Oxford church to tithe for health care


By Lucy Schultze

The Oxford Eagle

Working people in the Oxford area without health insurance will soon have access to medical aid, thanks in part to Oxford-University United Methodist  Church.


The church supports the new Oxford Medical Ministries Clinic in many ways, including making the clinic part of the church’s $3 million capital campaign. Oxford-University UMC has pledged to tithe 10 percent to the clinic. The campaign will pay off debt on O-U’s new Activities Center and other renovations.

“We need to always remember that the mission of the church is a lot more than bricks and mortar,” said Dennis Tosh, co-chairman of the church’s “God’s Mission – Our Challenge” campaign.


Including a mission component in a capital campaign was a first for the church. Senior pastor Warren Black, a clinic board member, said he was both surprised and delighted when he was approached by church members with the idea of tithing to the clinic.


“The ministry of Jesus was primarily devoted to healing the minds, bodies, spirits and relationships of people,” Black said. “What better way to reach out to those around us.”


Meanwhile, the Oxford community has given $1.5 million to a campaign to establish an endowment for the clinic, said Dr. Jim Rayner, who leads the campaign.


“Something as important as this clinic is to the community needs to be in a position where it’s not always begging for money to pay the overhead for the next 60 days,” said Rayner, who is also a member of O-U UMC. “It needs to be endowed so it will never run the risk of having to close the doors.”


Toward the goal of raising several million dollars over the next year, Rayner has begun making visits to people in town in an effort to secure large donations in stocks, cash and property. He is working closely in the effort with fellow retired physician Dr. Keith Mansel, president of the board for the clinic’s parent organization, Health Services In-Action Inc.


Sharing the benefit

Gifts have included three pieces of property each valued at more than $100,000, Rayner said. The emphasis on inviting gifts of property and stocks comes as the value of land in and around Oxford has risen steeply over the past several years.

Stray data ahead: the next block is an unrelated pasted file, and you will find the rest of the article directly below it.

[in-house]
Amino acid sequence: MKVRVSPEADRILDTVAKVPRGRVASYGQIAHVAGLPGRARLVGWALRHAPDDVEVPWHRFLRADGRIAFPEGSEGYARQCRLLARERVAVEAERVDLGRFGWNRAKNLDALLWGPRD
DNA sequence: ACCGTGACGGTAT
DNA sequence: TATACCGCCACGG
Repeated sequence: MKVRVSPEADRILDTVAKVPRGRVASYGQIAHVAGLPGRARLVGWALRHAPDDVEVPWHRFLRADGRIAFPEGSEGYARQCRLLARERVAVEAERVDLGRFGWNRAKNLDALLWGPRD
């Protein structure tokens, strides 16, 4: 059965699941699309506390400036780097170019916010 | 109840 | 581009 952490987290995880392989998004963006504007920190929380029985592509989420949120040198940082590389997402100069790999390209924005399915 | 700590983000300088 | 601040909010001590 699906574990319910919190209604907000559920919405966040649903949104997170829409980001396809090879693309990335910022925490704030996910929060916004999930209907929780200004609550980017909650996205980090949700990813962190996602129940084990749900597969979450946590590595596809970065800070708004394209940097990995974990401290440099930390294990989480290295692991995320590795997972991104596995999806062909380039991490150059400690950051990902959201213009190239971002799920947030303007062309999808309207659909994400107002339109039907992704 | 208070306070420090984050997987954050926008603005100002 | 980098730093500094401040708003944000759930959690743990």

“My feeling is that people in this community have enjoyed an enormous appreciation of their property,” Rayner said. “The people who we will serve have not enjoyed this appreciation.”


With a first-year budget of more than $250,000 – likely to rise as the clinic’s services grow – the operation is not one that can be run “with spaghetti suppers and annual fundraisers,” Rayner said.


Although local physicians, nurses, nurse practitioners and pharmacists will be donating their time one evening a week, the clinic is setting out to provide medications without cost to its patients out of a fully stocked, in-house pharmacy.


Filling the gap

The clinic is being built for a specific portion of the Oxford and Lafayette County community – working people in the gap between qualifying for Medicaid and being able to afford health insurance.


Criteria for potential patients include a requirement that they are working but also that they earn no more than 200 percent over the Federal Poverty Guideline limit. The criteria came out of the medical community itself – as the population that local healthcare professionals were most eager to give of their time and energy to serve.


The clinic is intended as a place to go before one gets sick, to receive the routine care that can keep complications from conditions like diabetes and high blood pressure at bay.


With a site and building off Mississippi 7 South donated by Sean Carothers and Brownie Crawford, construction on the 3,400-square-foot clinic began in the early summer and is nearly complete.


The building includes separate front rooms for patient reception and a business office, with a full pharmacy, triage stations, a small lab, a conference room and four spacious exam rooms. When it opens, the facility will keep regular weekday office hours for client screening, with the doctors and other medical staff coming in on Tuesday evenings to run the clinic itself.


For Lynn Sloan, executive director of the clinic, the possibilities for the space go far beyond those weekly clinic sessions – from health-education seminars to adult GED classes.


“It’s a community building and we want to make sure more than one aspect of the community has the opportunity to use it,” she said.


This story was adapted from two stories written by Schultze for “The Oxford Eagle” and is used by permission.